And that is where I started my climb. Having grown up in the Colorado, I had climbed Pikes Peak and some of the other accessible 14,000 foot mountains. To be clear, these were not dangerous or even technical climbs; in fact at the summit of Pikes Peak you can get hot donuts.
Mt. Rainer is much different. It is a technical assent over glaciers. It usually takes two days to get up and back. Usually you go in a group, roped together with a guide. The guide knows your name. The guide knows the way. The guide knows the dangers. The guide would always give up his or her life to save the climbers. On the mountain of tolerance, my experience on Mt. Rainer seems to be a very Christian path to the summit. My fellow climbers and I were the sheep and our guide was Jesus. I knew there were other ways to get to the top but this was my way.
As appealing as the image of all faiths climbing to the top of the same mountain trying to get to heaven by different paths may be, it is just too simple a metaphor for tolerance. It might encourage a kind of passive acceptance, but it falls short of the understanding that true tolerance requires.
In thinking about my experience on Mt. Rainer and the metaphor of the mountain of tolerance, I remembered several other kinds of people I met at the base. Some were there to hike the trials just to look at the flowers. Some were there just to hike to the ice caves. Some were there to hike all the way around the base of the mountain. Some were there to repair the damage the other hikers and climbers had done to the trails. None of them shared my obsession in getting to the top. Even getting to the top was not a singular goal. Unlike Pikes Peak where there is only one place to get donuts, Mt. Rainer is a volcano and any point on the rim is considered the summit.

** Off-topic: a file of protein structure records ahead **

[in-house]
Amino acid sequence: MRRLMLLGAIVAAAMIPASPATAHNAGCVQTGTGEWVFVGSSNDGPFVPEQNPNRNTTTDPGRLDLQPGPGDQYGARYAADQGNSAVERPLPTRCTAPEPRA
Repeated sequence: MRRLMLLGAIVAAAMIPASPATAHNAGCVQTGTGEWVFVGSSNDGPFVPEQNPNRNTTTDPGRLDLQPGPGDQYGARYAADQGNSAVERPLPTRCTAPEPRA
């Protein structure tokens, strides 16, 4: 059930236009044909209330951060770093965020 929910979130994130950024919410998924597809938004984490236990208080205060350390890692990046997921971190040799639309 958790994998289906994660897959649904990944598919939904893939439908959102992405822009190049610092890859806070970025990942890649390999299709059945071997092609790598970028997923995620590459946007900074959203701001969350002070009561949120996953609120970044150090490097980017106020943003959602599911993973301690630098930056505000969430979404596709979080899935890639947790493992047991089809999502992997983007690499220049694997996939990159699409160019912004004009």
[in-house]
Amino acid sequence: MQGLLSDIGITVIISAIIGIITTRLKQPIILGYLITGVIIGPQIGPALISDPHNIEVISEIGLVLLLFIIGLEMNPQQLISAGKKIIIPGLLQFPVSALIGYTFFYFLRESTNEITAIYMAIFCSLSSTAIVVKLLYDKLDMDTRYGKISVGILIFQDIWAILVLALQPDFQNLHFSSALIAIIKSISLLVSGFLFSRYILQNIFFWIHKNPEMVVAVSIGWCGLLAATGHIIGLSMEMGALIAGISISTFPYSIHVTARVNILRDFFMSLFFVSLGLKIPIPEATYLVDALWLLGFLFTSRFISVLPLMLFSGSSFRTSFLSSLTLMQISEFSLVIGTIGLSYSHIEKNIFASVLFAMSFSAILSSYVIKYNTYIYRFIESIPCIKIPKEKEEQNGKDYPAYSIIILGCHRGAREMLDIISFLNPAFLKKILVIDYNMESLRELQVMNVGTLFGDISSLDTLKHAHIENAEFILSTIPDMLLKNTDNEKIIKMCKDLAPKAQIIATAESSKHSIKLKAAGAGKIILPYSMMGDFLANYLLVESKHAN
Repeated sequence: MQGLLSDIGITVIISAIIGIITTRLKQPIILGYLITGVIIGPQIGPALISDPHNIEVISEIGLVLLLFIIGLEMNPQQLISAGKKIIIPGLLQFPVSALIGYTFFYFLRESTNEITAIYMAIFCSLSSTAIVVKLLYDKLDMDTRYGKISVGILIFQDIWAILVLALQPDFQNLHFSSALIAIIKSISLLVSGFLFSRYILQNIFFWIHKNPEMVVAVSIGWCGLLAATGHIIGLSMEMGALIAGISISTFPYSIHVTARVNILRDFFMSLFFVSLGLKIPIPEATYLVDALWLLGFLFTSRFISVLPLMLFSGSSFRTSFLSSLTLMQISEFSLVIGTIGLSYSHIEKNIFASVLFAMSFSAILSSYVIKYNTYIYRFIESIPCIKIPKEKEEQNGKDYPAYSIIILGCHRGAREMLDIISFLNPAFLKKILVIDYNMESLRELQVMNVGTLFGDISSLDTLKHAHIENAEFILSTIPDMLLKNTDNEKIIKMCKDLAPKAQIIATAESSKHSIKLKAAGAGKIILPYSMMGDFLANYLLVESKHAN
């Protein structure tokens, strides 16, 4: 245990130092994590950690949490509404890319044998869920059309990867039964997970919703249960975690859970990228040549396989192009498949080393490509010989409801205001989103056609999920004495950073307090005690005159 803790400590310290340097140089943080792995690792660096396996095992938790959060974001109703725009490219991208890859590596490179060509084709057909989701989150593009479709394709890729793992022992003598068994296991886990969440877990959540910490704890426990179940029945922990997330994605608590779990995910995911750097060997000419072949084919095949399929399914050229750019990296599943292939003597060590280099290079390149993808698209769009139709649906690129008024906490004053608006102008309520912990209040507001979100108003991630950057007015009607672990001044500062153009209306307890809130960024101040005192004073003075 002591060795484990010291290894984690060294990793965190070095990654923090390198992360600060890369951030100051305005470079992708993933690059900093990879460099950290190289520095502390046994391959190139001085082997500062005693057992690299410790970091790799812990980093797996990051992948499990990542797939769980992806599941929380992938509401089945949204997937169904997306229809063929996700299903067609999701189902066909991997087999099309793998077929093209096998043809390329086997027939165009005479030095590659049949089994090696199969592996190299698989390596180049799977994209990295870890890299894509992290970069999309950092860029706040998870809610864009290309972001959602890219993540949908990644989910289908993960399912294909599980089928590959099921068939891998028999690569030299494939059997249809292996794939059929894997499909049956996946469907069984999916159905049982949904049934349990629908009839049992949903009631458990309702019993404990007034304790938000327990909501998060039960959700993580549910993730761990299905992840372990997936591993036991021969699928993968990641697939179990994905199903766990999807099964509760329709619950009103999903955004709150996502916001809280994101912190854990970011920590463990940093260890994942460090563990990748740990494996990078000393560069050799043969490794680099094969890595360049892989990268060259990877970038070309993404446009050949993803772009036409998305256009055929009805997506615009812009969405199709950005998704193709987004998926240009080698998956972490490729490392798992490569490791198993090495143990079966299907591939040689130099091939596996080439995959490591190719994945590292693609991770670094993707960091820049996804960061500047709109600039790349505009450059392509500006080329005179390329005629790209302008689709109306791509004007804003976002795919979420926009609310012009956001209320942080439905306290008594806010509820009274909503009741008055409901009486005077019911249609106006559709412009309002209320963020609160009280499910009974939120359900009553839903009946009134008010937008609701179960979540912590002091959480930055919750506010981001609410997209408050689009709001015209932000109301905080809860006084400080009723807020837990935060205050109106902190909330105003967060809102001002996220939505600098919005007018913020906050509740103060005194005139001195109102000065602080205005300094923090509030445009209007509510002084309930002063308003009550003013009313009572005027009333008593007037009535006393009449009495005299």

Our reasons for being there at the base of Mt. Rainer were very different. Our equipment was very different. Our techniques were very different. We were going in different directions. But we were all on some trail and all respected each other’s journeys.
For many of faith traditions an upward pathway to God is an unknown and irrelevant idea. Loving our neighbors requires that we respect those traditions.
When Jesus, the good Shepard, says I have other sheep not of this fold is once again reminding us that his love is not exclusive it is always inclusive . If that’s where He is that is where we must be. That is the Gospel truth.